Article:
Anyone can refer an Airman into the AFW2 program by visiting the AFW2 website and clicking the “Refer and Airman or Guardian” icon and filling out the form and submitting it through the AFW2 website.

One critical aspect of the AFW2 program is the Wellness and Resiliency Program.

“The Warrior Care Division at AFPC is charged with providing non-medical care management and personalized support to Air Force Wounded Warriors,” said Col. Richard L. Obert, AFW2 director. “The Wellness and Resiliency team work with all programs within AFW2 to help strengthen the mental, social, spiritual, and physical domains of the Comprehensive Airman Fitness Model for our warriors and their caregivers enrolled in our program.”

“We do this through both virtual and in-person CARE events, as well as teaching classes, connecting through social media platforms, and providing personalized support to those who are at high risk and are struggling with maintaining their resiliency,” he said. “We are always researching new ideas that we can incorporate into the classes we offer. We understand that wellness and resiliency comes in many different forms.”

Obert said that some of the classes offered to warriors, caregivers and staff include, but are not limited to: ASIST (applied suicide intervention skills training), SafeTALK (suicide alertness for everyone), Mental Health First Aid (understanding how to help those that struggle with mental health issues), MBTI (Myers-Briggs Type Indicator personality inventory), Journal to the Self (14 different journaling techniques), Improv (resilience through comedy), Rock 2 Recovery (writing and creating music), Photography (learning to view your world through a lens), Yoga (focus on harmony between mind and body), Meditation (awareness and having a healthy perspective on life), Mindfulness (focus on being present on the here and now), Origami (the art of paper folding), Art (everything from painting to bookbinding), Art Journaling (expression by combining art and the written word), My Intent (connection through self- reflection and meaningful conversations), Tai Chi (gentle exercises designed to keep your body in constant motion), Com-Motion Dance (dance movement for all abilities), Zentangle (an artform to enhance relaxation and focus), and Goal Setting (mapping out your journey to recovery).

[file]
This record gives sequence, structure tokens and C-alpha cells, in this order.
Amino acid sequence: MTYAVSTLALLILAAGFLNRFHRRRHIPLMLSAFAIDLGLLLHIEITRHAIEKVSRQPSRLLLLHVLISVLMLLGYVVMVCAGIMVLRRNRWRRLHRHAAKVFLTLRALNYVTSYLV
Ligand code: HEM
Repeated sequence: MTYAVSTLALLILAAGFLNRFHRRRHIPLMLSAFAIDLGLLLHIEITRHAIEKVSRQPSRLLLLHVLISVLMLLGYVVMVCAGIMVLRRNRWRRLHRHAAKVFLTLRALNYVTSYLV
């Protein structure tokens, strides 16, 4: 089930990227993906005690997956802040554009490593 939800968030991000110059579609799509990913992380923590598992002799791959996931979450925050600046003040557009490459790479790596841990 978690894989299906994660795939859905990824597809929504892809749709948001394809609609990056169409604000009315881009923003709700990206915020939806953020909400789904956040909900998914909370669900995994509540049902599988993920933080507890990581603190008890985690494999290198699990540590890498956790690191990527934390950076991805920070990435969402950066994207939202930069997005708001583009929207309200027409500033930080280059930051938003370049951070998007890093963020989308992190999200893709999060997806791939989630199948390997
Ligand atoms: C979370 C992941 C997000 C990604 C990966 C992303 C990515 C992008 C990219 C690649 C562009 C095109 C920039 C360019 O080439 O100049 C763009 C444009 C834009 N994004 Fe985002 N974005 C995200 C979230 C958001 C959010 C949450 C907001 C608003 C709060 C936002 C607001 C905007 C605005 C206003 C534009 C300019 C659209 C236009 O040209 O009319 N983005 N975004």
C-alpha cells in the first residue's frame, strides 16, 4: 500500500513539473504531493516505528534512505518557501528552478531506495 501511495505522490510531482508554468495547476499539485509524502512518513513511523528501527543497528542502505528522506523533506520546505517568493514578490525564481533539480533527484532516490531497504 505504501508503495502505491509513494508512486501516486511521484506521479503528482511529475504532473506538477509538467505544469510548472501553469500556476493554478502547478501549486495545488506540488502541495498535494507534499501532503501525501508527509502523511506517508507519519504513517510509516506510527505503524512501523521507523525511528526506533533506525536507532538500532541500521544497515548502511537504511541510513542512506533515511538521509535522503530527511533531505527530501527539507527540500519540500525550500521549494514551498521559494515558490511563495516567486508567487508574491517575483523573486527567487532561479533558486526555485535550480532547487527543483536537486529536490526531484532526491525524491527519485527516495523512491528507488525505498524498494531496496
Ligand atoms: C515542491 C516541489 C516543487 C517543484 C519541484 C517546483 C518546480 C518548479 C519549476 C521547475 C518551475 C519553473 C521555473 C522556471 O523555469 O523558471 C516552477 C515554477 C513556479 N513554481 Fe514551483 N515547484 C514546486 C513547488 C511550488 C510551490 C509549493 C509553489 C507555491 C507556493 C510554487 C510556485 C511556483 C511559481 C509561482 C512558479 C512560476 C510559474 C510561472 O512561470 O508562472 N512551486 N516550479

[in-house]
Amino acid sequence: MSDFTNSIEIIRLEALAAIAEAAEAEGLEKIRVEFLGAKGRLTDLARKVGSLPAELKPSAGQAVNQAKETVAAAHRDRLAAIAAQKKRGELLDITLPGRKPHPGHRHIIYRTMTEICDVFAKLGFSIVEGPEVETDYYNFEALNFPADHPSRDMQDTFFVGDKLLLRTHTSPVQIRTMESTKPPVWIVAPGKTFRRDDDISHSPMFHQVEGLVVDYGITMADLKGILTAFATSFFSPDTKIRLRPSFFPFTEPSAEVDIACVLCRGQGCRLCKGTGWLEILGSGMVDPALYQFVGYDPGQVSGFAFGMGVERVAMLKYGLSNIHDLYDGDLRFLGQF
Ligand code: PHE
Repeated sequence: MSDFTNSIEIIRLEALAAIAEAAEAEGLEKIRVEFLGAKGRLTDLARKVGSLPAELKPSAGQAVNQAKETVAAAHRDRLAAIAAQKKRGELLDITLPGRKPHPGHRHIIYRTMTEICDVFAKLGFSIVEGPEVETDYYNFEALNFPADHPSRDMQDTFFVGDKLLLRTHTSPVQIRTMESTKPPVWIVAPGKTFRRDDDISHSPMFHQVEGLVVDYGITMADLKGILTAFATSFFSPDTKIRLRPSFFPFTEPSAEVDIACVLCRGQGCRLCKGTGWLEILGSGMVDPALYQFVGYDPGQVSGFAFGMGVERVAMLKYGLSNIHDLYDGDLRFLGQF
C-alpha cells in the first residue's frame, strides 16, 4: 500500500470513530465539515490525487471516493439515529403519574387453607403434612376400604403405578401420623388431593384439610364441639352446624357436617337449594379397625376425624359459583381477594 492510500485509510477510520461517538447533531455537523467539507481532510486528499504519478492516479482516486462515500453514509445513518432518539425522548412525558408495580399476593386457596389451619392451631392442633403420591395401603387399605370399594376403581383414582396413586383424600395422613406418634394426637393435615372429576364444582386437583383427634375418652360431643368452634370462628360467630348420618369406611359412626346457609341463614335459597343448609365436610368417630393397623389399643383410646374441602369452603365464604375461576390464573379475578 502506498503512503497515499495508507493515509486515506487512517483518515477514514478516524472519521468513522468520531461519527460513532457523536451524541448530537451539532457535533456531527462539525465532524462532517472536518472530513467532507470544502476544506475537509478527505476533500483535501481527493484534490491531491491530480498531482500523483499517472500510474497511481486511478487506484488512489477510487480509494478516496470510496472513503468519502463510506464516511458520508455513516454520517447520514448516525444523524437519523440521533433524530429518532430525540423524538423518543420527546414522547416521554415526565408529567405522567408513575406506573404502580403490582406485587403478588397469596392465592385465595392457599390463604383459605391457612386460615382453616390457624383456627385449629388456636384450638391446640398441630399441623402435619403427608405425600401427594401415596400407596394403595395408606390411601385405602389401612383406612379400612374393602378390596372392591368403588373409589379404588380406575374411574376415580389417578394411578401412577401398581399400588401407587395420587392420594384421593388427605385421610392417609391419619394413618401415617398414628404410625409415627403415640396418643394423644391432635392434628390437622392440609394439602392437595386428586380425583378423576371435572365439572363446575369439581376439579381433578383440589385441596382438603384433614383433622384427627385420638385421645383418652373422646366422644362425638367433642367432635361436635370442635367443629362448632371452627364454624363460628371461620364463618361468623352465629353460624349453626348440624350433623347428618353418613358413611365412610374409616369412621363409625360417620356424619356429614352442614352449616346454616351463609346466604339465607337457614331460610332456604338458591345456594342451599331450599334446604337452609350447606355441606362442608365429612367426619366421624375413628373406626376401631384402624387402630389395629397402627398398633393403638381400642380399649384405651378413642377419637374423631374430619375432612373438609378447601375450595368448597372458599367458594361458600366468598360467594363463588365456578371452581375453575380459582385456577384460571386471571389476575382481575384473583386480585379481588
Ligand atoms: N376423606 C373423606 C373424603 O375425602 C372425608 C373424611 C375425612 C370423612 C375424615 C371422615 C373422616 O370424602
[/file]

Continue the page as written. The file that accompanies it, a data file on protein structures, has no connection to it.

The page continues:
“Quality of care for wounded warriors remains a priority for Air Force leadership,” Obert said. “The Air Force has and continues to honor the sacrifices of wounded Airmen, Guardians, their families and or caregivers by providing the best medical and non-medical professional support throughout their recovery process.”

To contact AFW2, email or call 800-581-9437.

Other helpful resources include:

Airman and Family Readiness Centers - This on-base resource ensures Airmen and their families connect with e­ffective assistance services on and o­ff base.

Military Crisis Hotline - Access 24/7 immediate, confidential crisis support at 1-800-273-8255.

Military OneSource - This comprehensive DOD resource provides health and wellness resources and confidential help, including connecting to specialized peer support groups and Military and Family Life Counseling.

Military Treatment Facility - These on-base facilities provide direct health and wellness care for Airmen, Air Force retirees, and their families.

Chaplain Services - Chaplains provide confidential care and counseling, a listening ear, guidance, and religious support.